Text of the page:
Nicholas I (1796 – 1855) Nicholas I (1796 – 1855) was not brought up to be the Emperor of Russia as he had two elder brothers before him, Emperor Alexander I and Grand Duke Constantine, both childless. He had to accept the throne after his first-eldest brothers sudden death and his second-eldest brothers refusal. His reign started with the bloody suppressing of the Decembrist Revolt in December 14, Nicholas sincerely whished to do a lot of good for Russia but didnt know how. Nicholas was called Don Quixote of autocracy because he saw his main role in keeping the existing social system firm. The guiding principle of his regime was the program of autocracy, Orthodoxy, and nationality devised by the minister of education, Sergey Uvarov. Nicholas Is 30 years reign left his contemporaries with a feeling of regret for neglected opportunities. However, those were the years when the expanding Russian Empire included Georgia and almost all Transcaucasia, and Russian culture rose extraordinarily and saw the success of poets Alexander Pushkin and Mikhail Lermontov, writers Nikolai Gogol and Aleksey Khomyakov, artists Karl Briullov and Orest Kiprensky, composers Mikhail Glinka and Alexander Dargomyzhsky, and many others.
Alexander II ( ) Alexander II became known as Tsar the Liberator able to implement the most challenging reforms undertaken in Russia since the reign of Peter the Great. During his reign, Russia continued its expansion into Central Asia. Alexander IIs most important reform was the abolition of serfdom with the Tsar's Emancipation Manifesto of February 19, Then other reforms followed: jury trial; local self-government for rural districts and larger towns possessing restricted rights; more or less independent printed media; higher education available to the lower classes, etc. In the 1860s, a Russian revolutionary organization of Narodniki (close to the people, populists) appeared, lead by a party called Land and Liberty. Its supporters of the political struggle against autocracy split off as a party called Narodnaya Volya (Peoples Will) and were keen to kill the Emperor. They made seven thwarted attempts on his life, but the eighths one of March 1, 1881 resulted in Alexanders fatal wounding. His consequent death was taken by many as a national catastrophe.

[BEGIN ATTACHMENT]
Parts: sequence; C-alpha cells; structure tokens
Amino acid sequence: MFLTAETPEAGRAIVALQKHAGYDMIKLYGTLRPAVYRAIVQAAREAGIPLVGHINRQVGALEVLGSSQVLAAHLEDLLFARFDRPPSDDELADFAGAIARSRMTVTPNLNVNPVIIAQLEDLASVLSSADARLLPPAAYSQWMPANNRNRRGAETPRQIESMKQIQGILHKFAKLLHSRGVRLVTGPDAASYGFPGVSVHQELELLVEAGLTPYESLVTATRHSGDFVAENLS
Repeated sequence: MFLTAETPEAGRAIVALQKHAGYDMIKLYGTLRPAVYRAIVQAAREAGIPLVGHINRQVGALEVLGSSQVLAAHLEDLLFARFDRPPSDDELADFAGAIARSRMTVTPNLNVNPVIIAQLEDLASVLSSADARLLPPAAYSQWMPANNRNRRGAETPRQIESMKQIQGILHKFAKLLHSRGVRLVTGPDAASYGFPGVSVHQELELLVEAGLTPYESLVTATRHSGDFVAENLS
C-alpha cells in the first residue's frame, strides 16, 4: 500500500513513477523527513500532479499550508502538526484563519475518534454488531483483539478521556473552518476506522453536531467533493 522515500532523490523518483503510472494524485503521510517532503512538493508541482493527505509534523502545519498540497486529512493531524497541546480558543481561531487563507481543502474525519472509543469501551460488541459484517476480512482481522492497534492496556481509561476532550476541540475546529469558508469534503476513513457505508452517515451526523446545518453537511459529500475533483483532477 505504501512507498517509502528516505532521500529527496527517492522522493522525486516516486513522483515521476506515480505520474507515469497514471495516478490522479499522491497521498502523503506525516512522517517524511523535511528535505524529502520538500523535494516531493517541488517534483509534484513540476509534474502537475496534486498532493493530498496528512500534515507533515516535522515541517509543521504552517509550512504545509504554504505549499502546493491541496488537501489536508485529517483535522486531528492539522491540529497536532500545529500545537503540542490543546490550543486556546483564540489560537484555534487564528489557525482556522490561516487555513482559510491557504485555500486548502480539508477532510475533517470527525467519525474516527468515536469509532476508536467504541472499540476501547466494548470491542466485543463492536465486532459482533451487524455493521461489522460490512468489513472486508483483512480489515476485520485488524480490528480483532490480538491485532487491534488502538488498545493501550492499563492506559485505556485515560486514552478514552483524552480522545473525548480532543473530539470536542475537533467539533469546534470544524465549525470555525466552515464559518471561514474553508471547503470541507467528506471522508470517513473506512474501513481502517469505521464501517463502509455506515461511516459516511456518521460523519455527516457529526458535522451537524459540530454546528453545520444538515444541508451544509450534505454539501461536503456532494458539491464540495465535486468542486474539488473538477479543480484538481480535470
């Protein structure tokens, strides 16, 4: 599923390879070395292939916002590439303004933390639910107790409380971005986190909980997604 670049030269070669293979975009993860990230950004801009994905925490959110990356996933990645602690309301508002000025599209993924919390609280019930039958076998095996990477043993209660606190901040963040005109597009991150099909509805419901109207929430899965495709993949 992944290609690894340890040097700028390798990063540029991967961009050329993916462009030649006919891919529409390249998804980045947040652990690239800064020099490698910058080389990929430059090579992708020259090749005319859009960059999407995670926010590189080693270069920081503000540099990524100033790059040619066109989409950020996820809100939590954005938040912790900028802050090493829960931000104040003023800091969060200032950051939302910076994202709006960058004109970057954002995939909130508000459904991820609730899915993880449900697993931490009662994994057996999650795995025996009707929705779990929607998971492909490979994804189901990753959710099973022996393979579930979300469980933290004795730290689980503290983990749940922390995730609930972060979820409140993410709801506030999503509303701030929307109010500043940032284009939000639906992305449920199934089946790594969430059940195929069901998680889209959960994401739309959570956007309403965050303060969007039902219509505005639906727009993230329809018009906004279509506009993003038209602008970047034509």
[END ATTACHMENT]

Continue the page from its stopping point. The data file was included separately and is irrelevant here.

Alexander III (1845–1894) Alexander III (1845–1894) was a born conservator; his fathers assassination by terrorists only assured him that Russia was not ready for a more liberal society. He turned Russia back to the old ideals of patriotism and populism protected by autocracy. Under the reign of Alexander III, Russias prestige was enormously high, and the country lived peacefully and orderly. Keeping Russia from war conflicts, he went down in Russian history as Tsar the Peacemaker whose reign gave the country a powerful upsurge in economic and cultural activity at the turn of the twentieth century. An enthusiastic art lover and one of the major patrons of Peredvizhniki (The Wanderers or The Itinerants, a group of Russian realist artists), Alexander III gathered a remarkable collection of Russian paintings which formed the nucleus of fine art holdings of Alexander IIIs visual arts museum at the Mikhailovsky Palace (now the State Russian Museum). Noted for his immense height and physical strength, the nearly 50-year-old Emperor died of nephritis at his favourite Livadia Palace in the Crimea, amongst his loving wife and children.
Nicholas II (1868–1918) Nicholas II (1868–1918) saw his monarchic duty in protecting autocracy. The early years of his reign were distinguished by Russian industrial unprecedented growth rate, exceeding that of all other countries in the world. The House of Romanovs tercentennial anniversary in 1913 saw Russia on the rise. The outbreak of World War I in summer 1914 revealed Russias lack of modern military technology. By 1916, Russia was on the verge of collapse. Acute food shortages made life in cities unbearable. Revolutionaries agitated the troops against the Tsar. In February 1917, the Petrograd garrison mutinied. The Provisional Government, formed by members of the Parliament (Duma), failed to stop the revolution and save the monarchy. Nicholas II was forced to abdicate. The Russian monarchy fell. The last Russian emperor was arrested on March 8, 1917 and in July moved together with his family to Tobolsk in the Urals, and then to Yekaterinburg in May 1918, where they were shot on the order of the Bolsheviks.